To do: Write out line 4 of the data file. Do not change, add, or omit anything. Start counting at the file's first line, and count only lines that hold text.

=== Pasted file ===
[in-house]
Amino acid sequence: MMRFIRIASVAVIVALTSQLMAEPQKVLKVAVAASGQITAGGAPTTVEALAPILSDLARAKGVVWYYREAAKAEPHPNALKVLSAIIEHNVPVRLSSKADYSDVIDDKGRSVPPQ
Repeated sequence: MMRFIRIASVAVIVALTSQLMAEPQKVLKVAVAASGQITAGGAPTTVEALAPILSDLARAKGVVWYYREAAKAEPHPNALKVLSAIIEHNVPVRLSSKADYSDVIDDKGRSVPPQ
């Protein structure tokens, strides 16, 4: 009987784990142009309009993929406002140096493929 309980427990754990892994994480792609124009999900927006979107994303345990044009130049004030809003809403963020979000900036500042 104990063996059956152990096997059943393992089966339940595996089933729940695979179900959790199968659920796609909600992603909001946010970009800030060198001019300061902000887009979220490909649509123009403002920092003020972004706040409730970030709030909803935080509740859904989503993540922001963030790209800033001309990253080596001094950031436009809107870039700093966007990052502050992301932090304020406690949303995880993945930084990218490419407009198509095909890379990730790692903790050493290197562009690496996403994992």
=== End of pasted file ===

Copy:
């Protein structure tokens, strides 16, 4: 009987784990142009309009993929406002140096493929 309980427990754990892994994480792609124009999900927006979107994303345990044009130049004030809003809403963020979000900036500042 104990063996059956152990096997059943393992089966339940595996089933729940695979179900959790199968659920796609909600992603909001946010970009800030060198001019300061902000887009979220490909649509123009403002920092003020972004706040409730970030709030909803935080509740859904989503993540922001963030790209800033001309990253080596001094950031436009809107870039700093966007990052502050992301932090304020406690949303995880993945930084990218490419407009198509095909890379990730790692903790050493290197562009690496996403994992």